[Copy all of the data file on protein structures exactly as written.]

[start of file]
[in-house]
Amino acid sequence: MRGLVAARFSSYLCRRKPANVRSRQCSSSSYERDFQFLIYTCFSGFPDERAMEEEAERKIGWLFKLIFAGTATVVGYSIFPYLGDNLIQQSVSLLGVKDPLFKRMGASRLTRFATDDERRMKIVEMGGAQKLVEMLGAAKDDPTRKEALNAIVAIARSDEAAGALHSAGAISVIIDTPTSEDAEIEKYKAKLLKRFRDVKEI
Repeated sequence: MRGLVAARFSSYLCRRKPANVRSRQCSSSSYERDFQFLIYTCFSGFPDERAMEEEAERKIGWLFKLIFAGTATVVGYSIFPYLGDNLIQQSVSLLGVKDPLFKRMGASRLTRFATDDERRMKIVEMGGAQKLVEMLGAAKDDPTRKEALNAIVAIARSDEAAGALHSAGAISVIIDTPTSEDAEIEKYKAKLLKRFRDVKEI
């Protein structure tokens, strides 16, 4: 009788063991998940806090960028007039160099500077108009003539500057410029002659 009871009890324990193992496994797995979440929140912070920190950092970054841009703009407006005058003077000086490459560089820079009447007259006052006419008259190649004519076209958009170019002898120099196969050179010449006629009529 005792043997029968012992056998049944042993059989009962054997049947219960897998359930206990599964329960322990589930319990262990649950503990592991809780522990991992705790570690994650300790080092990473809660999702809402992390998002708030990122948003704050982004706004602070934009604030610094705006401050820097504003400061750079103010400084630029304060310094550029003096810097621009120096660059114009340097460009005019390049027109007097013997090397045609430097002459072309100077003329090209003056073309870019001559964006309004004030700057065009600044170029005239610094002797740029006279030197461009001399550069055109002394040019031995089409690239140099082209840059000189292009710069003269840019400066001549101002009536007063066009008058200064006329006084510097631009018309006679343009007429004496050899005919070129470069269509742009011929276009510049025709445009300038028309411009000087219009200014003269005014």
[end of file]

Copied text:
[in-house]
Amino acid sequence: MRGLVAARFSSYLCRRKPANVRSRQCSSSSYERDFQFLIYTCFSGFPDERAMEEEAERKIGWLFKLIFAGTATVVGYSIFPYLGDNLIQQSVSLLGVKDPLFKRMGASRLTRFATDDERRMKIVEMGGAQKLVEMLGAAKDDPTRKEALNAIVAIARSDEAAGALHSAGAISVIIDTPTSEDAEIEKYKAKLLKRFRDVKEI
Repeated sequence: MRGLVAARFSSYLCRRKPANVRSRQCSSSSYERDFQFLIYTCFSGFPDERAMEEEAERKIGWLFKLIFAGTATVVGYSIFPYLGDNLIQQSVSLLGVKDPLFKRMGASRLTRFATDDERRMKIVEMGGAQKLVEMLGAAKDDPTRKEALNAIVAIARSDEAAGALHSAGAISVIIDTPTSEDAEIEKYKAKLLKRFRDVKEI
């Protein structure tokens, strides 16, 4: 009788063991998940806090960028007039160099500077108009003539500057410029002659 009871009890324990193992496994797995979440929140912070920190950092970054841009703009407006005058003077000086490459560089820079009447007259006052006419008259190649004519076209958009170019002898120099196969050179010449006629009529 005792043997029968012992056998049944042993059989009962054997049947219960897998359930206990599964329960322990589930319990262990649950503990592991809780522990991992705790570690994650300790080092990473809660999702809402992390998002708030990122948003704050982004706004602070934009604030610094705006401050820097504003400061750079103010400084630029304060310094550029003096810097621009120096660059114009340097460009005019390049027109007097013997090397045609430097002459072309100077003329090209003056073309870019001559964006309004004030700057065009600044170029005239610094002797740029006279030197461009001399550069055109002394040019031995089409690239140099082209840059000189292009710069003269840019400066001549101002009536007063066009008058200064006329006084510097631009018309006679343009007429004496050899005919070129470069269509742009011929276009510049025709445009300038028309411009000087219009200014003269005014």